by Roland D. Hallee
I’m going to begin this new series by taking a look at the 1947 Plymouth Deluxe.
Why, you ask?
Well, to begin with, that was the year I was born. It is also the first car I remember being owned by my dad – he bought it used. I can still see it, with its splashing gray color, sitting in the garage.
The Plymouth Deluxe was a full-sized automobile – my dad would have nothing else – produced by Plymouth from 1946-1950. It came in two trim levels, the Deluxe and the top-of-the-line Special Deluxe. As the war in Europe wound down, the U.S. government slowly began allowing the automobile industry to return to the car-making business. It had been four years since any new cars had been built, and those cars still on the road were beginning to show their age. “The more you know about the new Plymouth… the more convinced you are that not all the beauty is on the surface. You can’t see them all, but you can feel them in action,” was the advertising push.
Plymouth’s new models for 1946 were once again offered in two series, the P15S Deluxe and P15C Special Deluxe. Deluxe body styles included a four-door sedan, two-door sedan, club coupe, and business coupe. Special Deluxes added a convertible coupe and wood-body station wagon to the line-up. Waiting lists were common at dealerships. Those wanting a new car placed their name, and often a cash deposit, with the dealer. Customers hoped that as new cars became available, they would move up the list until it was their turn to take delivery. Car buyers with their name on every dealer’s list in town were not uncommon; reports of money paid under the table were common, as were scalpers who would put their new car on the market at a price considerably higher than they had paid for it.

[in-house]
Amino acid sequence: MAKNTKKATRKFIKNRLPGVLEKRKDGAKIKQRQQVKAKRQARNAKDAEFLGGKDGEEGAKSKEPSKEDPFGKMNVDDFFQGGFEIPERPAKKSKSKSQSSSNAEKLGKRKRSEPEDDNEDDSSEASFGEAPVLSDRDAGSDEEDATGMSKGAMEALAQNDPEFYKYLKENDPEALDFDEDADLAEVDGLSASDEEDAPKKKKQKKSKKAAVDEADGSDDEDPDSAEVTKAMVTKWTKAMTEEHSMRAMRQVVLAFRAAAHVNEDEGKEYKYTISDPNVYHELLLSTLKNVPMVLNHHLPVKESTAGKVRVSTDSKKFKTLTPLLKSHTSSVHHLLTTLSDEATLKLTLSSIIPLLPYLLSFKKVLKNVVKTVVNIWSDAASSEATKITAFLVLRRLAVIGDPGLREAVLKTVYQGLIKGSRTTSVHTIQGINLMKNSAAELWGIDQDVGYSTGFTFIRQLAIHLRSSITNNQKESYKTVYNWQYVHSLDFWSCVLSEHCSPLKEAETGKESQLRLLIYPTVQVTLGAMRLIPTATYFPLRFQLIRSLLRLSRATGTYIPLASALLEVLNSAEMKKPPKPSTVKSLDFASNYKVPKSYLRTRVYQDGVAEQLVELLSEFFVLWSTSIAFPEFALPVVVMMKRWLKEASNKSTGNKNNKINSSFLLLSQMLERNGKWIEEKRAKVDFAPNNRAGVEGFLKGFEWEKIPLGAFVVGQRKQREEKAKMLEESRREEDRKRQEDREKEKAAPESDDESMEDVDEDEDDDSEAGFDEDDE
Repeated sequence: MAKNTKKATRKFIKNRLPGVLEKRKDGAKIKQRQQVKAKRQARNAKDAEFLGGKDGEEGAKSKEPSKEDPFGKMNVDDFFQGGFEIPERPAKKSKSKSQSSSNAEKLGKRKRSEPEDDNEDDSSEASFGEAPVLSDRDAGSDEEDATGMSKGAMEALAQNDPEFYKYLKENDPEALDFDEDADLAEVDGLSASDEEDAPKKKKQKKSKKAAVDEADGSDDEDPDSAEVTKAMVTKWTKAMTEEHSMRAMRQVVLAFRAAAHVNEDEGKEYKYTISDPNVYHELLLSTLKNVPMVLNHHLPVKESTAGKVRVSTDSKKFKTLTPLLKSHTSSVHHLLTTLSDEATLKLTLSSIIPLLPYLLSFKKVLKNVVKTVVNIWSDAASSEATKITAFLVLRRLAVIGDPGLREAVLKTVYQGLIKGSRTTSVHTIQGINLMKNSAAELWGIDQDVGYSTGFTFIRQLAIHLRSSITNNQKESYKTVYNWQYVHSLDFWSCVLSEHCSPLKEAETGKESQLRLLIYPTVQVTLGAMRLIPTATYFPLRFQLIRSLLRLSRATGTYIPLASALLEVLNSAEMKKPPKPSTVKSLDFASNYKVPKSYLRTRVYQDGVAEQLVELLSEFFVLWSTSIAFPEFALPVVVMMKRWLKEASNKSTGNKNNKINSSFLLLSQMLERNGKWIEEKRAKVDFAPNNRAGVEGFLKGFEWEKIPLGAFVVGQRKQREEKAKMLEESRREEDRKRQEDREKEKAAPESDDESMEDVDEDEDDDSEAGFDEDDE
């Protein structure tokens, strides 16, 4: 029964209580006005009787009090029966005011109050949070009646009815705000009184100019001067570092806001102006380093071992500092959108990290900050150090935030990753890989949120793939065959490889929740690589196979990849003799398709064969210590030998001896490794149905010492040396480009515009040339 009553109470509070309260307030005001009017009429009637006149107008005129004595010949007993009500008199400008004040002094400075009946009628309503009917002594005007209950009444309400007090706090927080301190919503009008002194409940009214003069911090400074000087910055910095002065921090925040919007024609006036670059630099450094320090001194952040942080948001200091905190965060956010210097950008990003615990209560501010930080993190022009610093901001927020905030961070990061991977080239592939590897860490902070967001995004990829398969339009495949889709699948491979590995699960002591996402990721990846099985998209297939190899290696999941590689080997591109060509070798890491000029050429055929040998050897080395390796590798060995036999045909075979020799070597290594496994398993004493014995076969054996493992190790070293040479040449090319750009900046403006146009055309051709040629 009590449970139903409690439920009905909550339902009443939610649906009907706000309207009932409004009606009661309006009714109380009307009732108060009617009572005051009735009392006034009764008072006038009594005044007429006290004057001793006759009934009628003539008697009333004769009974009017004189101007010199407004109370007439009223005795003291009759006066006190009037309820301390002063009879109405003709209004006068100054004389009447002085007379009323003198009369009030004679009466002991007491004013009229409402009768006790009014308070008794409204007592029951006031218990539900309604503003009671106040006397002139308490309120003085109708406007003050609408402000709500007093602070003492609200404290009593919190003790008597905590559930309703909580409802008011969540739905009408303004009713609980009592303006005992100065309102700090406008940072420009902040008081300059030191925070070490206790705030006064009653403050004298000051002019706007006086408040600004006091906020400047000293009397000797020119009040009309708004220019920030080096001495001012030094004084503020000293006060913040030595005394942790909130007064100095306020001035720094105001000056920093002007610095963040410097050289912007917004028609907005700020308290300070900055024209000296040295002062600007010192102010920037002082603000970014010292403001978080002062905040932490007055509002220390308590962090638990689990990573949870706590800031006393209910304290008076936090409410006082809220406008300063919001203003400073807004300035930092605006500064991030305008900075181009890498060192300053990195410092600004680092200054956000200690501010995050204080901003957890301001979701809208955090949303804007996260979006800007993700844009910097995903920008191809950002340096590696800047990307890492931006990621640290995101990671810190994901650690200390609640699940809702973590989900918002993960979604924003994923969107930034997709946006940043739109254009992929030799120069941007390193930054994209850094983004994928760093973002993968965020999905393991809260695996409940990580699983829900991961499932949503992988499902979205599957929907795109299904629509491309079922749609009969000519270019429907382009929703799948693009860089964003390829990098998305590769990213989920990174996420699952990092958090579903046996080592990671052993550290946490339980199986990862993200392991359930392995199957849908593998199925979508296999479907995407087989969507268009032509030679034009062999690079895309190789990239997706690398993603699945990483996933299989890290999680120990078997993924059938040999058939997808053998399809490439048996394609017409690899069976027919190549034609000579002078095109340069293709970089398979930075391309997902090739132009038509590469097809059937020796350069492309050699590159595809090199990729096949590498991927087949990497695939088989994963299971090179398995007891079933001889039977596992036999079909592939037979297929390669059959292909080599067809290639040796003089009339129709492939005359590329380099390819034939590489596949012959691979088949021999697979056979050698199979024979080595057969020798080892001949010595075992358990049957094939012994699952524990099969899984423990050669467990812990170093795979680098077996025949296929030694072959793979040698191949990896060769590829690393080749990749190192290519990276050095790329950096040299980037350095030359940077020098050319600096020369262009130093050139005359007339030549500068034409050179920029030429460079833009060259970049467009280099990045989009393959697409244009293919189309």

The first post-war Plymouth, a P15S Deluxe, came off the line October 22, 1945 (Ironically, October 22 is also my birthday). Special Deluxes would follow four days later. Bodies for the P15 Plymouths were virtually unchanged from 1942, with only minor trim differences. “Engineering magic greets you right from the start. You don’t grope for a starter button or pedal. You don’t pull on a choke. You simply turn the ignition key – and the engine starts,” said the advertising brochure.
Plymouth literature claimed 50 improvements over the pre-war cars; many were of little significance but were changes nonetheless. Mechanically there were few changes. The 217 cubic inch engine stayed the same and was still rated at 95 horsepower, attained at 3,600 rpm instead of 3,400 rpm. An economy engine package using a smaller intake manifold and carburetor with one-inch bore returned to the option list. Aluminum pistons replaced the cast iron ones that had been mandated during the war. Like many vendors, Carter couldn’t supply enough of their model D6G 1 carburetors to meet Plymouth’s production demands; Stromberg, which normally supplied Ford, provided its model 3-84 carburetor. Replacing the disposable oil filter was a new cleanable canister that contained a replacement cartridge. “Outside and in, it’s a completely new Plymouth. Compare it feature for feature. Sit in it.
Ride in it. Drive it. Then you’ll surely agree,” continued their sales pitch.
I don’t quite remember how long my dad had that Plymouth, but his track record was three years. I do remember though that his next car, for whatever reason, was a 1950 Mercury. From that point on, my dad went strictly General Motors.
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